Zenith Defy Inventor Review

by Chamath Gamage
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Zenith’s reputation for developing groundbreaking technology and movements in their watches have once again been redeemed with the release of the Zenith Defy Inventor. Back in 1969, Zenith first released the El Primero self-winding chronograph movement. To this day after slight tweaks, it is still being used in their El Primero line of watches. The El Primero movement is regarded as one of the finest movements in the watchmaking industry, succeeding in having a high frequency while putting out a power reserve of approximately 50 hours. 

In 2017, Zenith once again manufactured a timepiece that would be revolutionary for not only the brand but the watch industry as a whole. The Defy Lab contains what Zenith claims as the world’s most accurate mechanical movement. Operating at 15Hz, the movement in the Defy Lab is much faster than most mechanical watches in the industry, including the brands very own El Primero movement, which operates at roughly 5Hz. 

What made the Defy Lab so special was the proprietary “Zenith Oscillator” developed Guy Semon from LMVH. The Zenith Oscillator in a nutshell, takes into consideration real-world scenarios, which includes environmental and temperature changes, vibration and also shocks. The Zenith Defy Lab, however, was limited to a run of 10 “piece unique” watches, which meant that the general public would find it hard to acquire these impressive timepieces. 

Fast forward to Baselworld 2019, where Zenith released the Defy Inventor. This model, which we have been fortunate enough to review is the latest step from the original Defy Lab model. With production not being limited anymore, this piece is sure to be well liked by the public.

At first glance, the Zenith Defy Inventor draws you in with a variety of features showcased on the watch face. The 44mm Titanium case is accompanied by the stand out feature on the watch face; the Aeronith Bezel. Using an exclusive highly technical process, the Aeronith material is the lightest aluminium composite in the world. Coming in at roughly three times lighter than aluminium, its made with an open-pore aluminium foam and then stiffened with a polymer. What all this technical stuff really means is that besides being incredibly light, it also gives off the appearance of bare naked aluminium material.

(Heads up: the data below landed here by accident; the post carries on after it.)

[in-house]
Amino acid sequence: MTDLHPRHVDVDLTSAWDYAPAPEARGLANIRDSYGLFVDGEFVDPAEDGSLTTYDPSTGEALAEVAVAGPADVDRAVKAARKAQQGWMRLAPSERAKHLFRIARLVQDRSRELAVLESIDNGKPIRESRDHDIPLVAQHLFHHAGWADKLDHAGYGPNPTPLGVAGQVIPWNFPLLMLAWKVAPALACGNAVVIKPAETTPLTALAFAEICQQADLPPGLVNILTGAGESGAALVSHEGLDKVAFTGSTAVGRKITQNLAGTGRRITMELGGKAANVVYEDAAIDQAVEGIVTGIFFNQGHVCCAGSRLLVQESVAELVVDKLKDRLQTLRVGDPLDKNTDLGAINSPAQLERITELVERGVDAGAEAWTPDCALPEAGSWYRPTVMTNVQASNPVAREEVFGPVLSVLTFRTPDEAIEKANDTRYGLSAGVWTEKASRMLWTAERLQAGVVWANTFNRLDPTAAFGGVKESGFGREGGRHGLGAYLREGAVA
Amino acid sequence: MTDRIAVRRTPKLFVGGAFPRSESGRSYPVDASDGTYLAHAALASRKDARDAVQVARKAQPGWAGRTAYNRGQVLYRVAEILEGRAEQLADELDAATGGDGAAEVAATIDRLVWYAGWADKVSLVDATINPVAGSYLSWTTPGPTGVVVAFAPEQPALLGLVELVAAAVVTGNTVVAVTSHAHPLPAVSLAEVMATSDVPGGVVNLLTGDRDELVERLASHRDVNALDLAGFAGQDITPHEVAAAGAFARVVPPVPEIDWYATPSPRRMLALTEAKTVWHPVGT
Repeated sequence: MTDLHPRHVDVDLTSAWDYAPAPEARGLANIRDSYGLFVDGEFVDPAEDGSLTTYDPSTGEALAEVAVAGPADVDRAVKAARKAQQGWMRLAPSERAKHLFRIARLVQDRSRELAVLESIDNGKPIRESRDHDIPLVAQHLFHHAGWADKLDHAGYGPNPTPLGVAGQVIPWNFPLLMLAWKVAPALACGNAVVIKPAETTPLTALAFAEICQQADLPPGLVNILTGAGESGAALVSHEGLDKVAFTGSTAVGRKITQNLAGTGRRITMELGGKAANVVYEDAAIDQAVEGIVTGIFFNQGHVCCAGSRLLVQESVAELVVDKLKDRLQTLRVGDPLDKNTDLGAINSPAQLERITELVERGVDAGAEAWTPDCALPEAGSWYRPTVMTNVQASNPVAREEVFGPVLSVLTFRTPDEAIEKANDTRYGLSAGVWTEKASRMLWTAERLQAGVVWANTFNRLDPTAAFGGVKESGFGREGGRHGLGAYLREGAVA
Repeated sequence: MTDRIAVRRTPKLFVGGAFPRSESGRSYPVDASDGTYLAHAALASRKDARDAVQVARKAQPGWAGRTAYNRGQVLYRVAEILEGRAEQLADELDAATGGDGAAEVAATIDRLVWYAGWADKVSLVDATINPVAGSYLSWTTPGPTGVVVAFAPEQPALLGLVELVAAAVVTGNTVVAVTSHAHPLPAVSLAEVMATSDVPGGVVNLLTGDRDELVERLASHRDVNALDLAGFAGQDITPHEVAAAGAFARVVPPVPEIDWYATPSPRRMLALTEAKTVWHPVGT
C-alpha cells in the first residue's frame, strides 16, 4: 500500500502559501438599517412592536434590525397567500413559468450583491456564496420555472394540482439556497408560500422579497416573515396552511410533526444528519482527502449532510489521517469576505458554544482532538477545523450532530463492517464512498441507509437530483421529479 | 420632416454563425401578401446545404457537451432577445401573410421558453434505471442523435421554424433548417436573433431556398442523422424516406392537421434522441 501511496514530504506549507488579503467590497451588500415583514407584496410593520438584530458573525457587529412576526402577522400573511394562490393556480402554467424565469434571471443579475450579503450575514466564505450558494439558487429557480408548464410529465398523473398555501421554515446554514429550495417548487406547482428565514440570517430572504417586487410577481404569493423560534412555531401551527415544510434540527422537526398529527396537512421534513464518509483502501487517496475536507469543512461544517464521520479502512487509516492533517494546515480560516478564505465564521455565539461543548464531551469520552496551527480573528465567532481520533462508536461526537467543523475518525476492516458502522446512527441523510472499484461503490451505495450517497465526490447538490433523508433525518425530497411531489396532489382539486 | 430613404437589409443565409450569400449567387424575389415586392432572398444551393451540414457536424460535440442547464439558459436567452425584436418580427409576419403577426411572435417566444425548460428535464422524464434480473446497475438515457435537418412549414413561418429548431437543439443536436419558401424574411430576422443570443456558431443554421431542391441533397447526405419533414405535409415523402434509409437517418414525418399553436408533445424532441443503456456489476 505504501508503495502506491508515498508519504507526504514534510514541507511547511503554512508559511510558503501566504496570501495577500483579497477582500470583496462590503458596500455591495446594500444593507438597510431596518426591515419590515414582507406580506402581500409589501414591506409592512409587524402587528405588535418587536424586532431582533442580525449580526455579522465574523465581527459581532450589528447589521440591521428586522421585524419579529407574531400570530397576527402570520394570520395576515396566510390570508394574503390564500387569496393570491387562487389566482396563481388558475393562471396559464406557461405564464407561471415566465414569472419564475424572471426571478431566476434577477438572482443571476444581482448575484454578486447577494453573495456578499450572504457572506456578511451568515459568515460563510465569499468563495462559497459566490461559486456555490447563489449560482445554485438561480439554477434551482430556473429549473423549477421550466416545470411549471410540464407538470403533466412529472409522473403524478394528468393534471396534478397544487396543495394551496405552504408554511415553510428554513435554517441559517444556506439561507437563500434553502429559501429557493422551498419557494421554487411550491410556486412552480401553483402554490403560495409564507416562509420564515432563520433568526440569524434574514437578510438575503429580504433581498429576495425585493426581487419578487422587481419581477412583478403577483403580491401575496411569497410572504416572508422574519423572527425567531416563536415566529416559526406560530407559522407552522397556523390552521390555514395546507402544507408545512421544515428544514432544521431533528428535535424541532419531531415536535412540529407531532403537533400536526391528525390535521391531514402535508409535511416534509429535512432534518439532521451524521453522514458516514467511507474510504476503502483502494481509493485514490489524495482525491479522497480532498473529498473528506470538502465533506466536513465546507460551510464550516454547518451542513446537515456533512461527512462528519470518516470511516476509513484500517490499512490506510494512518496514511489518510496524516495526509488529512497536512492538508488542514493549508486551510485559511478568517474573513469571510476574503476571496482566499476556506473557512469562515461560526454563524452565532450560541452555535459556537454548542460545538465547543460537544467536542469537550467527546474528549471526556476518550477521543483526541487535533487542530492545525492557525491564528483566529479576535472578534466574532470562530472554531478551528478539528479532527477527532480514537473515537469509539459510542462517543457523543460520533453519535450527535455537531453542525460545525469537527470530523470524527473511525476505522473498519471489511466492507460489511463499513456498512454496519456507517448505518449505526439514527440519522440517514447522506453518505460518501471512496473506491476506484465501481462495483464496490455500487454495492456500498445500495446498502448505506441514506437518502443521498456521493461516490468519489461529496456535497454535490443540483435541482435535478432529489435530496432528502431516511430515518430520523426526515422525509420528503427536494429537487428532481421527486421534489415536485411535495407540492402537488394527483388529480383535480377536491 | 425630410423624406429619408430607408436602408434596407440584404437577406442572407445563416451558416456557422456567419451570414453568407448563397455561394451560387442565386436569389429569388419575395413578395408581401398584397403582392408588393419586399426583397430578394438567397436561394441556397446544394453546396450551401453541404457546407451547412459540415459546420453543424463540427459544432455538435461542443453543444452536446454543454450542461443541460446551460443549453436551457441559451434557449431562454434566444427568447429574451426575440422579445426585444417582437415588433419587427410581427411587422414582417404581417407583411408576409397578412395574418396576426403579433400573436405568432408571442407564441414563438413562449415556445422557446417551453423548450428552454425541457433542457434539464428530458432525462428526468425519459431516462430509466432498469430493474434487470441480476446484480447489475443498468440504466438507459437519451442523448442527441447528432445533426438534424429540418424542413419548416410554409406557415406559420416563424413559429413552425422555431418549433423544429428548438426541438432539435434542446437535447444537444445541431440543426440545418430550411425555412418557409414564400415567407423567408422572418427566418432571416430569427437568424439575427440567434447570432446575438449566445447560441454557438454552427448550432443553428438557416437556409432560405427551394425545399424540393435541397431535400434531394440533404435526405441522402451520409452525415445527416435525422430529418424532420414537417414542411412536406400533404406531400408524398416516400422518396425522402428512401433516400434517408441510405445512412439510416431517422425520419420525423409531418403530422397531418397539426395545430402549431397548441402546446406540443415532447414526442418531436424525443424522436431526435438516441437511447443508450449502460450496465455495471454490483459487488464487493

The Zenith Defy Lab had used Aeronith for the entire casing as well as the bezel, but how it’s implemented on the Defy Inventor feels and looks better. Against the titanium casing backdrop, the Aeronith bezel gives off a very appealing shine, which when rotated under light really is something to see. Zenith has used just the right amount of Aeronith on the Defy Inventor to make it stand out in appearance, without detracting the beautiful open-work dial.

Speaking of the open-work dial, this is really where the true beauty of the Zenith Defy Inventor lies. The first thing you notice about the open-work dial is the stylised propellor, which has five “blades” that is emblematic of the Zenith’s iconic star logo. The “blades” themselves have been hollowed out so that more of the movement underneath can be seen as well. Sometimes open-work dials can be overwhelming, especially when trying to read the time. Not with the Zenith Defy inventor, however. The hour markers along with the hour, minute and second hands are rhodium-plated, which against the blue backdrop, stand out nicely to make readability quite easy. 

Behind the blue open-work propellor, we see the heart of the Zenith Defy Inventor in its purity. This really is a sight to behold in a modern-day timepiece. When I had the chance to wear it about, I couldn’t stop myself from continuously looking at the dial in admiration. Then again, I’ve always been a fan of open-work dials and being able to see the movement in action. This, as we know, is no ordinary movement. The oscillator covers the entire face of the of open-work dial and beats at an incredibly high frequency, resulting in a shaking/vibrating like appearance of the oscillator.